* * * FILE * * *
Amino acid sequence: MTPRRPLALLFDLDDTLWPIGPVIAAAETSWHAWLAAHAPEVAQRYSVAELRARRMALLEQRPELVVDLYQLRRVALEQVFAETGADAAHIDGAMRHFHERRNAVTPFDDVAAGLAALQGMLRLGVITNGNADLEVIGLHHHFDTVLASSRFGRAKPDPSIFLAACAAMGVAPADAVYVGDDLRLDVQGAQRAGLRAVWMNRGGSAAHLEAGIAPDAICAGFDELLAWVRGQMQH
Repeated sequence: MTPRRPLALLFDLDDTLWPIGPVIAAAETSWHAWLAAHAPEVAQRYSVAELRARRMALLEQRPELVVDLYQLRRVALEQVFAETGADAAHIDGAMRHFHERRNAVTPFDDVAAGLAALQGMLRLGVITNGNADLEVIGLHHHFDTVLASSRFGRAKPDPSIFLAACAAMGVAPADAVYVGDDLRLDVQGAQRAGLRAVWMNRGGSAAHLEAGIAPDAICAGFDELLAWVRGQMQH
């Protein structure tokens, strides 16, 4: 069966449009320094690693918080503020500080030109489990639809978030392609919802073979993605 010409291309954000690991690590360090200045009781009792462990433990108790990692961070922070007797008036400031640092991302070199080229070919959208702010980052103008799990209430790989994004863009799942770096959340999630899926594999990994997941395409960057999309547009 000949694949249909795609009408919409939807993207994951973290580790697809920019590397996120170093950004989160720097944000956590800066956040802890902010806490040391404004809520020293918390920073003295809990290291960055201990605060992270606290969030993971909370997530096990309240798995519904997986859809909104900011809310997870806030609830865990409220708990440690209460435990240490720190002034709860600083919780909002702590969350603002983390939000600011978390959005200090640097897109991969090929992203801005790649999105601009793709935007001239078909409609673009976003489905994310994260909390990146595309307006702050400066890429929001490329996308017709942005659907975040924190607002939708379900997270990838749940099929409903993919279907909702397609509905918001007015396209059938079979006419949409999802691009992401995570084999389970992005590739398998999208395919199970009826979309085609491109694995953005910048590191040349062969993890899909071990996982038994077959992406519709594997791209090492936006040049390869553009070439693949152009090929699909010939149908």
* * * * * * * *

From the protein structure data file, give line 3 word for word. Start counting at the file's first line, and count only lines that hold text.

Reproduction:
């Protein structure tokens, strides 16, 4: 069966449009320094690693918080503020500080030109489990639809978030392609919802073979993605 010409291309954000690991690590360090200045009781009792462990433990108790990692961070922070007797008036400031640092991302070199080229070919959208702010980052103008799990209430790989994004863009799942770096959340999630899926594999990994997941395409960057999309547009 000949694949249909795609009408919409939807993207994951973290580790697809920019590397996120170093950004989160720097944000956590800066956040802890902010806490040391404004809520020293918390920073003295809990290291960055201990605060992270606290969030993971909370997530096990309240798995519904997986859809909104900011809310997870806030609830865990409220708990440690209460435990240490720190002034709860600083919780909002702590969350603002983390939000600011978390959005200090640097897109991969090929992203801005790649999105601009793709935007001239078909409609673009976003489905994310994260909390990146595309307006702050400066890429929001490329996308017709942005659907975040924190607002939708379900997270990838749940099929409903993919279907909702397609509905918001007015396209059938079979006419949409999802691009992401995570084999389970992005590739398998999208395919199970009826979309085609491109694995953005910048590191040349062969993890899909071990996982038994077959992406519709594997791209090492936006040049390869553009070439693949152009090929699909010939149908």